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12 Things That Happen When You Say Yes More

12 Things That Happen When You Say Yes More

Have you ever found yourself sitting quietly in a group of friends and realized that you’re the one who has nothing to say? Or you have the Sunday Fear because, just like every Sunday, you have to go to work tomorrow? Deep inside you know that you’ve got something offer, you believe it, even — but you have no idea how to start discovering that secret version of you, the potential you have, the key to the doors you’ve so far been unable to unlock.

As a human, you’re the only creature on the planet capable of actively developing yourself. Every time you do something new you grow and however rich life has been so far there is so much more to come as long as you give yourself a chance.

Saying yes opens a door for something new to happen and if saying yes becomes a habit far fewer opportunities will slide by unnoticed. In fact, saying yes more will leave you with so many options that you’ll also have to say no more, but let’s concentrate on the glass half full. The things you say yes to are the things that happen, the memories you create and the experiences that will make you who you are, and as soon as you begin you’ll find yourself on a journey that will shape the rest of your life.

Here are the 12 things that will happen when you say yes more.

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1. You become more interesting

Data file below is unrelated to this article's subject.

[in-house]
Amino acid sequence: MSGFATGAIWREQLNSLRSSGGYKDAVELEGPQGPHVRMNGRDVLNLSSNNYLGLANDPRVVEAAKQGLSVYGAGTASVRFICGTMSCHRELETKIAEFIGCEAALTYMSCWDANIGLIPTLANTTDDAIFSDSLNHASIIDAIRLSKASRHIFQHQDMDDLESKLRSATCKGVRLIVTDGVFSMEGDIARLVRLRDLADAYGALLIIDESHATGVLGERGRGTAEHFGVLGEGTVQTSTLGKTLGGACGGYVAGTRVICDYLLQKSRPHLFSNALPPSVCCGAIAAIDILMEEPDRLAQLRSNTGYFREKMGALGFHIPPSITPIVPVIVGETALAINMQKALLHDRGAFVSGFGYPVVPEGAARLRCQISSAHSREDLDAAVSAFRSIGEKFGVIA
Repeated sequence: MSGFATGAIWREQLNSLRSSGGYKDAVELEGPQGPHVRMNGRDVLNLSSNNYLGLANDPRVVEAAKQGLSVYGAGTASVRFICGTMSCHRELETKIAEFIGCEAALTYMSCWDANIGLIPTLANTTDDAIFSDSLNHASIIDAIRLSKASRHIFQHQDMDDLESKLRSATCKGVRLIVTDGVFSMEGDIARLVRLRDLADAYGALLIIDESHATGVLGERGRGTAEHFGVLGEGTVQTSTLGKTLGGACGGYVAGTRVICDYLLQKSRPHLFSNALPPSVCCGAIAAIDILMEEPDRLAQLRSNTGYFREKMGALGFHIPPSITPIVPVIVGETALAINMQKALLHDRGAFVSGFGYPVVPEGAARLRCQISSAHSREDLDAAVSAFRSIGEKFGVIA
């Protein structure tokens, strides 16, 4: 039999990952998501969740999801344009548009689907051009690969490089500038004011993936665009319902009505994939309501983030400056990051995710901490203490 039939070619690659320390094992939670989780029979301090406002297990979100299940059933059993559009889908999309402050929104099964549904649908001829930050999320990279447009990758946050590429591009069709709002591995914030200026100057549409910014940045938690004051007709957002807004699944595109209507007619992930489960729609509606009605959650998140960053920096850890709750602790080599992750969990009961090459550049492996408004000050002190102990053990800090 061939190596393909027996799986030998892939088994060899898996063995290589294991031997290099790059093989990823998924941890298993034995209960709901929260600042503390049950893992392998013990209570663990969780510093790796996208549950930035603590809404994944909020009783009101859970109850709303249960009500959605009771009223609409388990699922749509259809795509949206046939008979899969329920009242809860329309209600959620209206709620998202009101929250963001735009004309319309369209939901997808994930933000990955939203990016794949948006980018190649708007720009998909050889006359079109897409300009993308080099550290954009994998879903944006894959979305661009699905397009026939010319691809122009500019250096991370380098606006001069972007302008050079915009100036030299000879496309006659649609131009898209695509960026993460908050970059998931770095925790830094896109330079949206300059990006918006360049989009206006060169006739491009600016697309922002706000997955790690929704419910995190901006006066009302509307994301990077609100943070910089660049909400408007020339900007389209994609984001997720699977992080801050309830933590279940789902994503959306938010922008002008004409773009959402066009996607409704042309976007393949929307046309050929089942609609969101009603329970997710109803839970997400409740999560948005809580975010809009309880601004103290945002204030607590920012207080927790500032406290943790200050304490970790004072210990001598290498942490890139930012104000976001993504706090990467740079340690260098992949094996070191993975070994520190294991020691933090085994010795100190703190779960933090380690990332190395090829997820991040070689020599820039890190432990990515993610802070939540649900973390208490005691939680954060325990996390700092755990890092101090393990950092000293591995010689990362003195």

It might take a little time, but when you have a different experience to talk about every time you catch up with your friends not only do you have new tales to tell, but as time goes on you will become more rounded, articulate and knowledgeable. Not only will your friends wonder what happened to you, but slowly they’ll become infected with your enthusiasm to do new things.

2. You realize the kindness of strangers

Stranger danger is a cold war myth. You’re a stranger to most people and you’re not so bad, so give everyone else the benefit of the doubt. Saying yes will mean you find yourself in brand new surroundings with people you’ve never met before, and more than likely you’ll need some help at some point. Just when you’re feeling down and feeling like maybe this yes thing wasn’t such a good idea, something good will happen and it’s likely to come in the form of a helping hand. Strangers are just friends waiting to happen and if you approach life with gusto, see color in the grayest of moments and start to push your limits you’ll be amazed at who you meet.

3. Your confidence skyrockets

Remember the last thing you said yes to? And the the one before that? Of course you do! You’re still alive — in fact, you feel more alive — and suddenly you’re not just waiting for opportunities, you’re creating them. As saying yes to cool stuff becomes second nature you’ll talk to more people which in turn will lead to new offers and ideas. You’ll feel less scared than ever before, more willing to take risks and as your field of vision opens up your eyes will shine brighter.